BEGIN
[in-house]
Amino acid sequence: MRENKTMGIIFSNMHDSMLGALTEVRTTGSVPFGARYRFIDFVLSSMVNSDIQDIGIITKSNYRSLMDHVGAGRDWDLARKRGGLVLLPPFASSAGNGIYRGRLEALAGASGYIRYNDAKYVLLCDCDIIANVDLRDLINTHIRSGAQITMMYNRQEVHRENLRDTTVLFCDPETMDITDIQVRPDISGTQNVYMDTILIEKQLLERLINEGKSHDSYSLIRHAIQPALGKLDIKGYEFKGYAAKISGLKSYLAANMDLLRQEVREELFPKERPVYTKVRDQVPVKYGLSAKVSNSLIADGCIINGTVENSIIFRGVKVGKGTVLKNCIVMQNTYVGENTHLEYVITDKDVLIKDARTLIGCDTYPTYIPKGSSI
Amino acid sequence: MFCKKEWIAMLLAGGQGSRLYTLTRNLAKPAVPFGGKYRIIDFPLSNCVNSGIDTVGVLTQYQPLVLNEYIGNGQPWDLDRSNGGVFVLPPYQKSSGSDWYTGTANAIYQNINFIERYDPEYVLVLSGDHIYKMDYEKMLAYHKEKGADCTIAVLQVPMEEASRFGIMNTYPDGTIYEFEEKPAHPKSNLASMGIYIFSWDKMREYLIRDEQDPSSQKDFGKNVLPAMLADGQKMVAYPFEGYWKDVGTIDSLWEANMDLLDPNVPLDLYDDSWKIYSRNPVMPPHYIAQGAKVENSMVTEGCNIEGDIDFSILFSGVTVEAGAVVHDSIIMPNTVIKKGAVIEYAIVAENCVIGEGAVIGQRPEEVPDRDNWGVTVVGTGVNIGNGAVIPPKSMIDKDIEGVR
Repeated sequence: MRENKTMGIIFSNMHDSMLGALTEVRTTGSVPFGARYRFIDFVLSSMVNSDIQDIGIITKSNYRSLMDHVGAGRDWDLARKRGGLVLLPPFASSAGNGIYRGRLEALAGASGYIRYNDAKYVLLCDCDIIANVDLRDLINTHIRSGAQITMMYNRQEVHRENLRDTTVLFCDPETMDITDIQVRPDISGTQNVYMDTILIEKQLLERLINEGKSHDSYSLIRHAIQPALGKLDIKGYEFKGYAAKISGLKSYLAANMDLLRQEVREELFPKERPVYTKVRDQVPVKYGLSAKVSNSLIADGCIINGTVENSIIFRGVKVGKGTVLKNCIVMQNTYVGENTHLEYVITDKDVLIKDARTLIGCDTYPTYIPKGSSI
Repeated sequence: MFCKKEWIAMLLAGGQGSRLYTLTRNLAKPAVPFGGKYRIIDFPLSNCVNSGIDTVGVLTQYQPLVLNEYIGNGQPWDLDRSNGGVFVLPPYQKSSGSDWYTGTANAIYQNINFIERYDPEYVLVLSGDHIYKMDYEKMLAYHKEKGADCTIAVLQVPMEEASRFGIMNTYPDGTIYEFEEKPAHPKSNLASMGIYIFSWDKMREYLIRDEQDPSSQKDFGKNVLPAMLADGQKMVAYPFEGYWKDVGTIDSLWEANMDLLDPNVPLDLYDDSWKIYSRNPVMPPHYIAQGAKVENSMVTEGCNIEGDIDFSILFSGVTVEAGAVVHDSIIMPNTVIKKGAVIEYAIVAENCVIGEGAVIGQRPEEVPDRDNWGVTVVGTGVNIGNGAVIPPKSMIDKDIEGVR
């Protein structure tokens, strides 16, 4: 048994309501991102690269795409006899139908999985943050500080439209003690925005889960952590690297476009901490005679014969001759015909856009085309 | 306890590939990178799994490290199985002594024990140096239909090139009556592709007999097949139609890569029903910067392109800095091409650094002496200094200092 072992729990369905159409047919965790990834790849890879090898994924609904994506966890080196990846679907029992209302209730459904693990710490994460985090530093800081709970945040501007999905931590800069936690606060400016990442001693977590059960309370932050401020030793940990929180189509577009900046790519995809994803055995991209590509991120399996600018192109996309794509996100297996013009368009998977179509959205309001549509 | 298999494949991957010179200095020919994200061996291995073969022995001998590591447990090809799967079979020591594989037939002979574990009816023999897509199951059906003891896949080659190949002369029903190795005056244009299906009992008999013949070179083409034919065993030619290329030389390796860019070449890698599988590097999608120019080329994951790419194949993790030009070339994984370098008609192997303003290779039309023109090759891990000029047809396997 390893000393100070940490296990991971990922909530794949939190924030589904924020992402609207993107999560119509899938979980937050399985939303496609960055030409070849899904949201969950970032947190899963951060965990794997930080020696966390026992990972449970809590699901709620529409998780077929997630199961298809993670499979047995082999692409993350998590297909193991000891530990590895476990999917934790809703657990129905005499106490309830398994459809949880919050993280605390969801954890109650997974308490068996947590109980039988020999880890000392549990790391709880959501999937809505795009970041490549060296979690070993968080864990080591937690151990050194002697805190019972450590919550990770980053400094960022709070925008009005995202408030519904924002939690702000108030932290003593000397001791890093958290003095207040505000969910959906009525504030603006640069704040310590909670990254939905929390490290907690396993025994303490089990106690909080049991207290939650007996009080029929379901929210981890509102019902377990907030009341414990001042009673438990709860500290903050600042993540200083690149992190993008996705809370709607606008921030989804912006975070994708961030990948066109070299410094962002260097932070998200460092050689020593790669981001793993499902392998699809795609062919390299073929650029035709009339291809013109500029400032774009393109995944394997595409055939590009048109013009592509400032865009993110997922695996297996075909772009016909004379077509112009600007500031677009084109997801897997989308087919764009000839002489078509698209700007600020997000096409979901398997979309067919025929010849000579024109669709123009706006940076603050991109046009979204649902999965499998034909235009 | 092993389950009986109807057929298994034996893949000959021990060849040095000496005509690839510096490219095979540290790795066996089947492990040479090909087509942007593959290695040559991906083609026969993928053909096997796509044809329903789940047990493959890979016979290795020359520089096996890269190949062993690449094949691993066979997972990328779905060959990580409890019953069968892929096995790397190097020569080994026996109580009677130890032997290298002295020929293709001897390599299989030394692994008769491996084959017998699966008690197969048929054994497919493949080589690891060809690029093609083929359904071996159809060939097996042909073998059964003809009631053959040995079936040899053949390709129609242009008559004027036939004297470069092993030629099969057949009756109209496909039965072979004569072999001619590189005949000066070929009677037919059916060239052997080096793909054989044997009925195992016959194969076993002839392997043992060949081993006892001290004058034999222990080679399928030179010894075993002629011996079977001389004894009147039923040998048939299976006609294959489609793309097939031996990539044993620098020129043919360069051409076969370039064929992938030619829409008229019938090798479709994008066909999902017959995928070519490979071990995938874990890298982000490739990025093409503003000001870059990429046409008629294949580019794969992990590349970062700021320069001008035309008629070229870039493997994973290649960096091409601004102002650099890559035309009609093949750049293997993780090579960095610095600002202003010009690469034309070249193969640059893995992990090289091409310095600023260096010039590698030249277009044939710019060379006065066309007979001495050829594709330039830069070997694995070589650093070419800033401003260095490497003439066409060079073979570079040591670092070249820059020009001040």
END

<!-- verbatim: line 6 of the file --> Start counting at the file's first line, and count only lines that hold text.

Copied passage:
């Protein structure tokens, strides 16, 4: 048994309501991102690269795409006899139908999985943050500080439209003690925005889960952590690297476009901490005679014969001759015909856009085309 | 306890590939990178799994490290199985002594024990140096239909090139009556592709007999097949139609890569029903910067392109800095091409650094002496200094200092 072992729990369905159409047919965790990834790849890879090898994924609904994506966890080196990846679907029992209302209730459904693990710490994460985090530093800081709970945040501007999905931590800069936690606060400016990442001693977590059960309370932050401020030793940990929180189509577009900046790519995809994803055995991209590509991120399996600018192109996309794509996100297996013009368009998977179509959205309001549509 | 298999494949991957010179200095020919994200061996291995073969022995001998590591447990090809799967079979020591594989037939002979574990009816023999897509199951059906003891896949080659190949002369029903190795005056244009299906009992008999013949070179083409034919065993030619290329030389390796860019070449890698599988590097999608120019080329994951790419194949993790030009070339994984370098008609192997303003290779039309023109090759891990000029047809396997 390893000393100070940490296990991971990922909530794949939190924030589904924020992402609207993107999560119509899938979980937050399985939303496609960055030409070849899904949201969950970032947190899963951060965990794997930080020696966390026992990972449970809590699901709620529409998780077929997630199961298809993670499979047995082999692409993350998590297909193991000891530990590895476990999917934790809703657990129905005499106490309830398994459809949880919050993280605390969801954890109650997974308490068996947590109980039988020999880890000392549990790391709880959501999937809505795009970041490549060296979690070993968080864990080591937690151990050194002697805190019972450590919550990770980053400094960022709070925008009005995202408030519904924002939690702000108030932290003593000397001791890093958290003095207040505000969910959906009525504030603006640069704040310590909670990254939905929390490290907690396993025994303490089990106690909080049991207290939650007996009080029929379901929210981890509102019902377990907030009341414990001042009673438990709860500290903050600042993540200083690149992190993008996705809370709607606008921030989804912006975070994708961030990948066109070299410094962002260097932070998200460092050689020593790669981001793993499902392998699809795609062919390299073929650029035709009339291809013109500029400032774009393109995944394997595409055939590009048109013009592509400032865009993110997922695996297996075909772009016909004379077509112009600007500031677009084109997801897997989308087919764009000839002489078509698209700007600020997000096409979901398997979309067919025929010849000579024109669709123009706006940076603050991109046009979204649902999965499998034909235009 | 092993389950009986109807057929298994034996893949000959021990060849040095000496005509690839510096490219095979540290790795066996089947492990040479090909087509942007593959290695040559991906083609026969993928053909096997796509044809329903789940047990493959890979016979290795020359520089096996890269190949062993690449094949691993066979997972990328779905060959990580409890019953069968892929096995790397190097020569080994026996109580009677130890032997290298002295020929293709001897390599299989030394692994008769491996084959017998699966008690197969048929054994497919493949080589690891060809690029093609083929359904071996159809060939097996042909073998059964003809009631053959040995079936040899053949390709129609242009008559004027036939004297470069092993030629099969057949009756109209496909039965072979004569072999001619590189005949000066070929009677037919059916060239052997080096793909054989044997009925195992016959194969076993002839392997043992060949081993006892001290004058034999222990080679399928030179010894075993002629011996079977001389004894009147039923040998048939299976006609294959489609793309097939031996990539044993620098020129043919360069051409076969370039064929992938030619829409008229019938090798479709994008066909999902017959995928070519490979071990995938874990890298982000490739990025093409503003000001870059990429046409008629294949580019794969992990590349970062700021320069001008035309008629070229870039493997994973290649960096091409601004102002650099890559035309009609093949750049293997993780090579960095610095600002202003010009690469034309070249193969640059893995992990090289091409310095600023260096010039590698030249277009044939710019060379006065066309007979001495050829594709330039830069070997694995070589650093070419800033401003260095490497003439066409060079073979570079040591670092070249820059020009001040």